- Up to 20 states are banding together to probe Facebook, Google 2 Years Ago
- Get your tinker on with the Electronic Games Advent Calendar 2 Years Ago
- Why Joe Biden has big Jeb Bush energy 2 Years Ago
- Trump quotes conspiracy theorist saying he’s the ‘second coming of God’ Today 9:04 AM
- Parkland teens announce massive gun reform proposal Today 9:04 AM
- Here’s how you can get a free palm reading online Today 8:48 AM
- ‘The Matrix 4’ is happening with Keanu Reeves and Carrie-Anne Moss Today 7:17 AM
- Fantasy football 2019: Your team-by-team NFC preview Today 7:00 AM
- The 10 best science podcasts to teach you about our world Today 6:00 AM
- How to make sure you have access to every Instagram filter Today 6:00 AM
- Trump accuses Jewish Democrats of having ‘great disloyalty’ or a ‘lack of knowledge’ Tuesday 8:02 PM
- 1 million ‘anonymous’ users of popular porn site exposed in breach Tuesday 6:56 PM
- Khloé Kardashian angers followers with a calorie-counting joke about True Tuesday 6:14 PM
- Spider-Man may no longer be part of the Marvel Cinematic Universe Tuesday 5:28 PM
- Robert De Niro’s company is suing ex-employee for binge-watching Netflix at work Tuesday 4:41 PM
A new executive order from President Donald Trump plans to place over two dozen national monuments under review, meaning that millions of acres of land protected by the federal government could be given back to states based on the administration’s decision.
The executive order, which President Trump plans to sign on Wednesday, will review national monuments that have been proclaimed by past presidents, from President Clinton’s Staircase-Escalante National Monument in 1996 to President Obama’s Bears Ears National Monument, proclaimed in 2016. Approximately 30 monuments will be reviewed.
Bears Ears in Utah is a particularly controversial monument that the Trump administration may target due to its particularly large size (1.3 million acres) and Republican criticism that naming it a monument was a misuse of the Antiquities Acts by Obama.
The area is a major Native American tribal access point for gathering plants and firewood for ceremonies, according to the US Forest Service, and the monument’s rock cliffs hold sacred value to local Native American tribes.
Yet Trump seems to be targeting that monument more than anything else. While the executive order will ask for a report by Secretary of Interior Ryan Zinke within 120 days, the order would ask for a specific report regarding Bears Ears within 45 days.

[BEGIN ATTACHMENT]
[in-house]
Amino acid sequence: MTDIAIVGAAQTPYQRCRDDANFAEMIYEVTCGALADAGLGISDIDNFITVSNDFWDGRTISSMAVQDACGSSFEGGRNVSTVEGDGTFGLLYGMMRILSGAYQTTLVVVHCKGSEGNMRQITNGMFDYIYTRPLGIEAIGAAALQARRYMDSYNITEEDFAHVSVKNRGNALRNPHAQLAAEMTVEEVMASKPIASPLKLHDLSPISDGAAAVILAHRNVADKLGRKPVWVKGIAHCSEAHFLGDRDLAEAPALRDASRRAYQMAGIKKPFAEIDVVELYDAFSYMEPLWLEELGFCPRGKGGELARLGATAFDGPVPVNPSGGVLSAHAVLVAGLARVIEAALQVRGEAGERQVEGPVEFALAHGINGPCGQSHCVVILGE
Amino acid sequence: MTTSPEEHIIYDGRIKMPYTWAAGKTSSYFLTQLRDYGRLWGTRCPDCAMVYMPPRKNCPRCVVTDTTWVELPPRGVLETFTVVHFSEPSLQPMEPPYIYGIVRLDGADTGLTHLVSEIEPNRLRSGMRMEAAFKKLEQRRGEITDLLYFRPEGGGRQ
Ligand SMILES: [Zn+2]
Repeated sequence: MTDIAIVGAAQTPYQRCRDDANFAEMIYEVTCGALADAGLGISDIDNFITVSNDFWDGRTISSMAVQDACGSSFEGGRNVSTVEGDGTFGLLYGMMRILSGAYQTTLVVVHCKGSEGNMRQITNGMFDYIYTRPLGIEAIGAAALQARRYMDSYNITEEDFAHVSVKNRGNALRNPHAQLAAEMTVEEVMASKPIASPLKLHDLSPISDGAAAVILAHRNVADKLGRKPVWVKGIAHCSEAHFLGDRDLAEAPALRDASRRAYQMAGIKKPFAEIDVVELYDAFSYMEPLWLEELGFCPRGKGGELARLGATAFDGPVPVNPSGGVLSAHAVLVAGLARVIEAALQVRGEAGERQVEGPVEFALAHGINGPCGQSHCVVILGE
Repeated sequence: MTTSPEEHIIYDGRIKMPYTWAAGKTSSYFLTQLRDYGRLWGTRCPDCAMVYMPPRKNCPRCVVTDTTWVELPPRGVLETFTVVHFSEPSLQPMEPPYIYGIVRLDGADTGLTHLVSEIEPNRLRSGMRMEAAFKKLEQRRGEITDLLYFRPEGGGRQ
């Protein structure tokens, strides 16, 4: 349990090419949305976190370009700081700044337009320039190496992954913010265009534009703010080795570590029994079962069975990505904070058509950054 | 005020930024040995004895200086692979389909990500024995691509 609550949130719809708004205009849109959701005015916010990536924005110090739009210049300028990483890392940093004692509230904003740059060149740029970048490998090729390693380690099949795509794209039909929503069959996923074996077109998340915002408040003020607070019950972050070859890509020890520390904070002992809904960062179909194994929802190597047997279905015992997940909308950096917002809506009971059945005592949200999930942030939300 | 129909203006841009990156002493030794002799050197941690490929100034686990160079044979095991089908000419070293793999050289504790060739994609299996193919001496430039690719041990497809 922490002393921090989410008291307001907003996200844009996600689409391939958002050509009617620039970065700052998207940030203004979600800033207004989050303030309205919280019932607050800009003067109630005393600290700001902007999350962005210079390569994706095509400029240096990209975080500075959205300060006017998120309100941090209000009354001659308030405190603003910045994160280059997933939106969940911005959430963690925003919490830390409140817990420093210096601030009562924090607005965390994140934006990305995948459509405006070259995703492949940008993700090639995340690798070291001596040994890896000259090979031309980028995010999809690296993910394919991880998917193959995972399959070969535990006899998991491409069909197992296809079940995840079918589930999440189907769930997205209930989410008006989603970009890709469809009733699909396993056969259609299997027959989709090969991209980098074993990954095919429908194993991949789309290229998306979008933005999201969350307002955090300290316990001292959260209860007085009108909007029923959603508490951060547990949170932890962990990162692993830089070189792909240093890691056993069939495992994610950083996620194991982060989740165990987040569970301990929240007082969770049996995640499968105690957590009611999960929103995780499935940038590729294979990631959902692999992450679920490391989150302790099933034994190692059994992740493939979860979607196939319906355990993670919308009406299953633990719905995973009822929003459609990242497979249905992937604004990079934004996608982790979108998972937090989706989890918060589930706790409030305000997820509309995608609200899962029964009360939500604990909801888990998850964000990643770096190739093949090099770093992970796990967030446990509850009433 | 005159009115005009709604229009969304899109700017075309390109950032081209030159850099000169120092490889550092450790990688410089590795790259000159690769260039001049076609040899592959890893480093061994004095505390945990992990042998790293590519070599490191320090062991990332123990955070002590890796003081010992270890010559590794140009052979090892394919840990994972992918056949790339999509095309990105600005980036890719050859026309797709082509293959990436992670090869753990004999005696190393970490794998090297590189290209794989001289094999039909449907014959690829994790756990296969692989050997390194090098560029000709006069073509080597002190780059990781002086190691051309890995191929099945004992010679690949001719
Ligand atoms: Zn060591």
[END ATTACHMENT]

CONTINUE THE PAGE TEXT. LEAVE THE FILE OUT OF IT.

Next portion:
President Trump is not planning to take any official action until Secretary Zinke files a report, but Zinke warns that Trump may be able to amend a monument’s status as he so chooses. Completely nullifying a monument, meanwhile, remains unclear. This means that Trump can strip away some of Bears Ears’ acres, but it may not be possible for Trump to rescind Bears Ears’ national monument status.
“There’s no doubt the president has the authority to amend a monument,” Zinke stated during his confirmation hearing. “It will be interesting to see whether the president has the authority to nullify a monument. Legally, it’s untested. I would think that [if] the president would nullify a monument, it would be challenged and then the court would determine whether or not the legal framework allows it or not.”
Previously, OUT and NewNowNext warned that the executive order could lead to the Stonewall Inn losing its national monument status for its role in LGBTQ rights history. However, USA Today reports that the review only affects national monuments with 100,000 acres or more, meaning that Stonewall won’t be affected by the review. That said, Trump’s actions after the review could set a precedent for removal of smaller monuments, such as Stonewall.
H/T NBC News
Update 12:15pm CT, April 26: As expected, Trump signed qn executive order requesting the Secretary of the Interior to review dozens of national monuments declared federally protected lands by his predecessors.
Signing the executive order at the Department of the Interior, Trump criticized “a massive federal land grab” by previous presidents and said the executive order would terminate “another egregious abuse of federal power” that would be given “back to the states and to the people where it belongs,” according to the Chicago Tribune.
Ana Valens is a reporter specializing in online queer communities, marginalized identities, and adult content creation. She is Daily Dot's Trans/Sex columnist. Her work has appeared at Vice, Vox, Truthout, Bitch Media, Kill Screen, Rolling Stone, and the Toast. She lives in Brooklyn, New York, and spends her free time developing queer adult games.